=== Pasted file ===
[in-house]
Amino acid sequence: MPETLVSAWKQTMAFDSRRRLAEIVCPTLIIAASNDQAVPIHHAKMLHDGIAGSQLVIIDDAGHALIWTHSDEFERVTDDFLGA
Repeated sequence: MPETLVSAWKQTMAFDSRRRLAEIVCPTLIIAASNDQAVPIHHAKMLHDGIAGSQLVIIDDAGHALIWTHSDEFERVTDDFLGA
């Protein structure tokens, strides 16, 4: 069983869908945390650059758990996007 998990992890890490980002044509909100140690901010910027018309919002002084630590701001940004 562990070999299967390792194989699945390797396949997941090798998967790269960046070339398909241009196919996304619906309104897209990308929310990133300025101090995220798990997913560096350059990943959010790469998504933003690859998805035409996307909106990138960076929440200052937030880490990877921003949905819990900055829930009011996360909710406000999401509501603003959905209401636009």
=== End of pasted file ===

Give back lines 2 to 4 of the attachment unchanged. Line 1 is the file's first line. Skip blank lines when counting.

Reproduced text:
Amino acid sequence: MPETLVSAWKQTMAFDSRRRLAEIVCPTLIIAASNDQAVPIHHAKMLHDGIAGSQLVIIDDAGHALIWTHSDEFERVTDDFLGA
Repeated sequence: MPETLVSAWKQTMAFDSRRRLAEIVCPTLIIAASNDQAVPIHHAKMLHDGIAGSQLVIIDDAGHALIWTHSDEFERVTDDFLGA
């Protein structure tokens, strides 16, 4: 069983869908945390650059758990996007 998990992890890490980002044509909100140690901010910027018309919002002084630590701001940004 562990070999299967390792194989699945390797396949997941090798998967790269960046070339398909241009196919996304619906309104897209990308929310990133300025101090995220798990997913560096350059990943959010790469998504933003690859998805035409996307909106990138960076929440200052937030880490990877921003949905819990900055829930009011996360909710406000999401509501603003959905209401636009």